They ran. They walked. They talked and they laughed. Most importantly, more than a dozen friends shared a momentous day with Kris Hinrichs.
The outgoing director of the Lakefront Marathon followed the race’s course from Grafton to Veteran’s Park on Saturday, and reached her goal of 100 marathons by age 60, with a couple months to spare. It was something of a six-hour, 30-minute victory lap for Hinrichs, who spent 13 years helping thousands of runners reach their own marathon goals over the same 26.2-mile route.
In typical understated fashion, she announced her post-marathon plan would be “have breakfast,” and maybe french fries with dinner.
“I’m glad to be done,” she said at the make-shift finish line, holding the medal and flowers arranged just for her. “I shouldn’t be amazed by my friends, but I’m heartened by all the people who came out.”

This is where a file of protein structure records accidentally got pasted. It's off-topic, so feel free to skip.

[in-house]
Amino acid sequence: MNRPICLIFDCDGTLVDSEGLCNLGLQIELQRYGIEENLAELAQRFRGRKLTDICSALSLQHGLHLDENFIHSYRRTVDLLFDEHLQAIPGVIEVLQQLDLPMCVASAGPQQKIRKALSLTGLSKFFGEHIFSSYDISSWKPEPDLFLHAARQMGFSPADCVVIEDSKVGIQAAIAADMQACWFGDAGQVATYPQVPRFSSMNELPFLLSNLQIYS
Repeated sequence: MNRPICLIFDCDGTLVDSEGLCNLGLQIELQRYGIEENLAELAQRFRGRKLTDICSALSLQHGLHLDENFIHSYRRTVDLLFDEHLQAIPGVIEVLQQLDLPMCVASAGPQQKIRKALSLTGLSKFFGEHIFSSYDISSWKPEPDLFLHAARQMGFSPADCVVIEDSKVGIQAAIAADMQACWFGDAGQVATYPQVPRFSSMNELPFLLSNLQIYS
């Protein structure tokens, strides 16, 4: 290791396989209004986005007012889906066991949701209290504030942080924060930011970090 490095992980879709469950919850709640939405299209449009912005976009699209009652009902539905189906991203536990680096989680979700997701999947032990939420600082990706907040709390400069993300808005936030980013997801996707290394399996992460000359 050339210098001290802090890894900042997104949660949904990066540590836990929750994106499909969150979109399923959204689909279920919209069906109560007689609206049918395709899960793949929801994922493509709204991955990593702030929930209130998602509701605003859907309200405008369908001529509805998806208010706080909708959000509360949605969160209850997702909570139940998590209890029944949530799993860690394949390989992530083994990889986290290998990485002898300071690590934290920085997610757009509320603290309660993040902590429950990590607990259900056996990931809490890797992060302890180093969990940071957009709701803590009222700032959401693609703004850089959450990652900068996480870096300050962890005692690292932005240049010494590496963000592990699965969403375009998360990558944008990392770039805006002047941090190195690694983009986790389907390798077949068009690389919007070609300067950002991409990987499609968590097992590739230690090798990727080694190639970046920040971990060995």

Mary Gorski, Sheila Wordell, Laura Mueller, John Rodee, Deb Vomhof, Paul Gionfriddo and others joined Hinrichs for parts of the run, showing their affection and respect.
They helped Hinrichs maintain her pace and sense of humor. Asked what she would do to change the course, she responded: “shorten it.”
Hinrichs ran her first marathon in 1994, and set her 100-marathon goal six years ago.
“I think running has taught me…I’ve been a goal oriented person, but the experience of running, especially longer distances proves that adage that every project is a failure in the middle,” Hinrichs said. “There’s a time when things are going bad and you have to stick it out and finish. It’s allowed me to do thing that I never thought I could do, and I’ve made great friends.”